Roundabout Accidents on Georgia Roadways
Across the country, roundabouts are becoming increasingly common as states, cities, and towns look for new ways to increase traffic flow while reducing accidents and vehicle emissions. Studies do show that roundabouts reduce some types of crashes, such as T-bone collisions and head-on wrecks, which occur at traditional intersections. However, accidents can still occur in roundabouts, and many drivers are unsure of how to negotiate entering and exiting traffic circles.Types of Roundabout Accidents
A study conducted by the Insurance Institute of Highway Safety (IIHS) found that four types of crashes accounted for almost all of the collisions that occur in roundabouts:
- Failure to yield at entry to vehicles already in the roundabout (entering-circulating collisions)
- Running off the roadway
- Rear-end collisions at entry
A common crash type at both single-lane and double-lane roundabouts involves vehicles colliding with the center island. These crashes (which frequently involved speeding or the driver not seeing the roundabout) accounted for almost half of all single-vehicle, run-off-the-road crashes.Driving Safely in a Traffic Circle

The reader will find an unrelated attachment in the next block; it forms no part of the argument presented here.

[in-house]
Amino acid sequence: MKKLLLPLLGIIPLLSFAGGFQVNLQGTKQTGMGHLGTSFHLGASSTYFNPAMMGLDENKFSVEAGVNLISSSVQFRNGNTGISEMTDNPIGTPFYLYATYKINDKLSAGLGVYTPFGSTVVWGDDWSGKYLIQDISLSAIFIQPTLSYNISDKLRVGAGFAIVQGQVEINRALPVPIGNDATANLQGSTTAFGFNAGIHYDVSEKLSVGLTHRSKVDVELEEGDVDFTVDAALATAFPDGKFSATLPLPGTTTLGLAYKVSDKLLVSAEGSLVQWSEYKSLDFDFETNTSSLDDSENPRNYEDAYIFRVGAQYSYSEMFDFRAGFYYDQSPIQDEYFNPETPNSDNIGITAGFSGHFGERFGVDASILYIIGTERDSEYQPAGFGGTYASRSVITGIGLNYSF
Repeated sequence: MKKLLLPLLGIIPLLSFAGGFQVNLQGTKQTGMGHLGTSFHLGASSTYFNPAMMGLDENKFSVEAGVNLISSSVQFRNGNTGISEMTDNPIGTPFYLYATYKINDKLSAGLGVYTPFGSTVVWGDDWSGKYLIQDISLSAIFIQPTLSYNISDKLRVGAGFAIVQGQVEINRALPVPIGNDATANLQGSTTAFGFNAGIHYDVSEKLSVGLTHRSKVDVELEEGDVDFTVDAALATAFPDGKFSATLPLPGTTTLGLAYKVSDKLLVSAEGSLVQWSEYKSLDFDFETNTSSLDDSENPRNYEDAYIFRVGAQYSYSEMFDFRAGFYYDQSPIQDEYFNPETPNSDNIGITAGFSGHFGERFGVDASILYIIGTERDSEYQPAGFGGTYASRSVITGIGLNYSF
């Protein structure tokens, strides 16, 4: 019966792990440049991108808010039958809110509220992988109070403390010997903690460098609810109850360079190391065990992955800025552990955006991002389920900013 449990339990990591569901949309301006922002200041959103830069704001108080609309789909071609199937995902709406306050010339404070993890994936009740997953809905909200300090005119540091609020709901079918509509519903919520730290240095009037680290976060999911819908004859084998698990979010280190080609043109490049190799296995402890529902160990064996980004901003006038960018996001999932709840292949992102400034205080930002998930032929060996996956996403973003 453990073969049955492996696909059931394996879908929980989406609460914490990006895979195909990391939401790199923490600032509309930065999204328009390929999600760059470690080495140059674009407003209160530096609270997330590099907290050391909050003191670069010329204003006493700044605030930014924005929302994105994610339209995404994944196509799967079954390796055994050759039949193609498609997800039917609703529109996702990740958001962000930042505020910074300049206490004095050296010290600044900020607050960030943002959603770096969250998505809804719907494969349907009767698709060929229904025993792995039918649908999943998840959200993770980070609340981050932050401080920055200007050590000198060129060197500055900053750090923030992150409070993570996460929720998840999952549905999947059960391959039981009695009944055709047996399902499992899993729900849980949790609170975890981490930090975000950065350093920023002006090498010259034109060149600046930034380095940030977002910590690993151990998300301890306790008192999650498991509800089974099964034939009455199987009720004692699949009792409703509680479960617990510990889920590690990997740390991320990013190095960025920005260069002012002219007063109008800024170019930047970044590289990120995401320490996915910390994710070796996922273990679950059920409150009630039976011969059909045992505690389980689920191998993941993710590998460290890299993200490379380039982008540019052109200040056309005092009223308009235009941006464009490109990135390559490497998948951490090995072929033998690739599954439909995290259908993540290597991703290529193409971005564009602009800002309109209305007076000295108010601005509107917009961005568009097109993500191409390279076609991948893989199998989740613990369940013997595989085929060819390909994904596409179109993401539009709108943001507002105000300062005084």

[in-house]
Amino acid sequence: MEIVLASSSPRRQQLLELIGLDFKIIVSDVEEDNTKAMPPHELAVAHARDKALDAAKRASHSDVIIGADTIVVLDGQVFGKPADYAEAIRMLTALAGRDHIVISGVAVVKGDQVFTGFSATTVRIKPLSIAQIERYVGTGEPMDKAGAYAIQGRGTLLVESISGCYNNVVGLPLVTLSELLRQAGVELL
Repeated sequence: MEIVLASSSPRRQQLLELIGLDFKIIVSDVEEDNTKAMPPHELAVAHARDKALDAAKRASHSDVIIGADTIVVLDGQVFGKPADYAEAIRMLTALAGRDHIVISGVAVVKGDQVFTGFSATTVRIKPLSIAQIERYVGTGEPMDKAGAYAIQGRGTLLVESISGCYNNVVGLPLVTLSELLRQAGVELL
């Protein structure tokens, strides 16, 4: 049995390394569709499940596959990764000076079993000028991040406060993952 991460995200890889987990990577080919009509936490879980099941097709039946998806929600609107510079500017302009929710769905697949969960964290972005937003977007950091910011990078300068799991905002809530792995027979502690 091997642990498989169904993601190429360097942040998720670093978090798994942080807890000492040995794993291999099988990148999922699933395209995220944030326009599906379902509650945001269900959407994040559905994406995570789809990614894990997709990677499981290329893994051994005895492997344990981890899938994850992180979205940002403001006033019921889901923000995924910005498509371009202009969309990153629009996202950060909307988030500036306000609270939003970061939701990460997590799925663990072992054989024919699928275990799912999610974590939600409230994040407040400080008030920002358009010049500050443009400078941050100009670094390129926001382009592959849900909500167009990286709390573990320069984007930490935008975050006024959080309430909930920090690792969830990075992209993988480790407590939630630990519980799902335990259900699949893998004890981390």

When entering a roundabout, traffic laws concerning right-of-way still apply. You must yield to other traffic that is already in the roundabout, so before you merge, wait for a gap in traffic. You will always enter a roundabout to the right, and continue circling until you have reached the roadway onto which you want to turn. When reaching the desired road, you will always exit to the right. Be sure to signal as you exit.
Be sure to slow down to the posted speed limit to maneuver around the circle safely. Also watch for pedestrians, and stop if any pedestrians are in the crosswalk when you enter and exit the roundabout. Never walk through a roundabout or cross the center island.
Look out for longer vehicles and tractor-trailers in roundabouts. They may have a difficult time negotiating curves, thus posing a hazard to smaller vehicles traveling near them.
Most importantly, keep your eyes focused in the direction in which your automobile is moving. One of the most common causes of rear-end accidents is a driver’s failure to see traffic stopping because he or she is looking to the left in anticipation of a merge.Watching for Bicyclists in Roundabouts
Unlike motor vehicle drivers and pedestrians, bicyclists are actually more likely to be seriously injured in roundabout collisions than at signalized intersections. Often, bicyclists do not have enough room to maneuver around a traffic circle safely, and car and truck drivers may fail to see them when entering and exiting the roundabout. If you are biking in a roundabout, stay in the middle of the lane so car drivers do not attempt to pass you.Contact the Georgia Injury Lawyers at KWF
If you have been injured in a roundabout accident, contact the legal team at Katz Personal Injury Lawyers to discuss compensation that may be available to you. Your first consultation is free, and we collect no attorney’s fees until we obtain financial recovery on your behalf. Keep in mind that there are time limits for which you can make a claim for compensation following an accident. Call us today at (404) 460-0101.